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Medicinal honey from Western Australia certified for antimicrobial benefits set to rival Manuka


#1

Scientists have developed a process to certify West Australian honey with medicinal and antimicrobial properties, which will rival New Zealand’s famous Manuka honey.

The new certification process, developed by industry and food testing laboratory ChemCentre and funded by a $500,000 State Government grant, will now be able to authenticate WA honey with medicinal properties.

Honey that comes from jarrah and marri trees, which are unique to WA, are known as monofloral honeys and have been found to have some of the highest antimicrobial activity in the world.

Certification paves way for new marketing

But the WA honey industry had been unable to market these properties effectively because until now, it had no official certification process for monofloral honey.

ChemCentre principal food scientist Ken Dods said the certification would be able to test for and confirm the presence of antimicrobial activity in honey.

Mr Dods said certified honey would then have greater marketing value in export markets like China and Japan, where medicinal honey was in high demand.

He said his research had shown that jarrah and marri monofloral honeys had higher levels of antimicrobial activity than the famous Manuka honey from New Zealand.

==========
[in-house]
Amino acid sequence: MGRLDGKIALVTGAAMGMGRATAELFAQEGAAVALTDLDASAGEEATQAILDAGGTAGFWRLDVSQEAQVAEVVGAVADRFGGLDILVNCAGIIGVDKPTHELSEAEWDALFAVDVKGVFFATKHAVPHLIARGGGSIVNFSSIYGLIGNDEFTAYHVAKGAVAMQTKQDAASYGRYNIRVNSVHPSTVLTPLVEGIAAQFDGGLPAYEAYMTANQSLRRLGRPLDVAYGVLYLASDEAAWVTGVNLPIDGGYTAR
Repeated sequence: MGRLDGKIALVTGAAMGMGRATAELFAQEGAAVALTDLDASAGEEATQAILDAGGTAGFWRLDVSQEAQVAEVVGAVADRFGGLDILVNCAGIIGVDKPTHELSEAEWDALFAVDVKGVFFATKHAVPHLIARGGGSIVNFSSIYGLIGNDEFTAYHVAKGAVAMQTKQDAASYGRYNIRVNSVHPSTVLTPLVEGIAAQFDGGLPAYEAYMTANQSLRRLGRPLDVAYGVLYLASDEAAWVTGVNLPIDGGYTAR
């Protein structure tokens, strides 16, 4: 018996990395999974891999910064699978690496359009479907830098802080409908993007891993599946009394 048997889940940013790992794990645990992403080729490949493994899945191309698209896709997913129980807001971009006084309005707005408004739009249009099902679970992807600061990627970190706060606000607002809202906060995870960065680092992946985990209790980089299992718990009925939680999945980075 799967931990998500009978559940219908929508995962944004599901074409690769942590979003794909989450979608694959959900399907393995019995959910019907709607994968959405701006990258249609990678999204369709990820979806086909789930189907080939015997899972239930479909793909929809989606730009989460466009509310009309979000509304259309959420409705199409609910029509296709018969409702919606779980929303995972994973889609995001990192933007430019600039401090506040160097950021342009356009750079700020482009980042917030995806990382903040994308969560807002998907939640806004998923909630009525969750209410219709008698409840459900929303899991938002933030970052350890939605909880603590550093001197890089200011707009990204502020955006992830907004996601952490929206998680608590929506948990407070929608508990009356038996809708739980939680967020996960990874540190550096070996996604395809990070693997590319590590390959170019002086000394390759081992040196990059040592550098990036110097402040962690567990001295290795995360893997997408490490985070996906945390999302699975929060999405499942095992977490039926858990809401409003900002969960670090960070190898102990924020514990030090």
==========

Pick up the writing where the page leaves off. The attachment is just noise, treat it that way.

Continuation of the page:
“This certification process will protect and grow the WA honey industry,” he said.

The certification process will be launched at official opening of Baldivis honey producer Stephen Davies’s $2.5 million honey processing facility.

Mr Davies said the investment by State Government and industry into an authenticity certificate demonstrates the significant demand for WA honey in international markets.


#2

That’s a big call.

Price of those honeys will rise accordingly. I know Jarrah honey sells at about twice the price of other WA honeys because anacdotally it had high antimicrobial properties but Marri was a surprise.


#3

Sounds good news. Does it taste better than manuka?


#4

Put it this way…Manuka is an aquired taste for anyone who hasn’t grown up on it. I personally don’t like manuka but many do.
Jarrah and Marri honey tastes divine and they tend not to crystallize. But I am biased so perhaps shouldn’t replying to your question. LOL


#5

I’ve eaten Jarrah pollen and it was delicious and citrusy (from memory). It also felt hot in my mouth when I first bought it, I guess from whatever was active in it at the time.


#6

Thanks.

@Faroe
It sounds lovely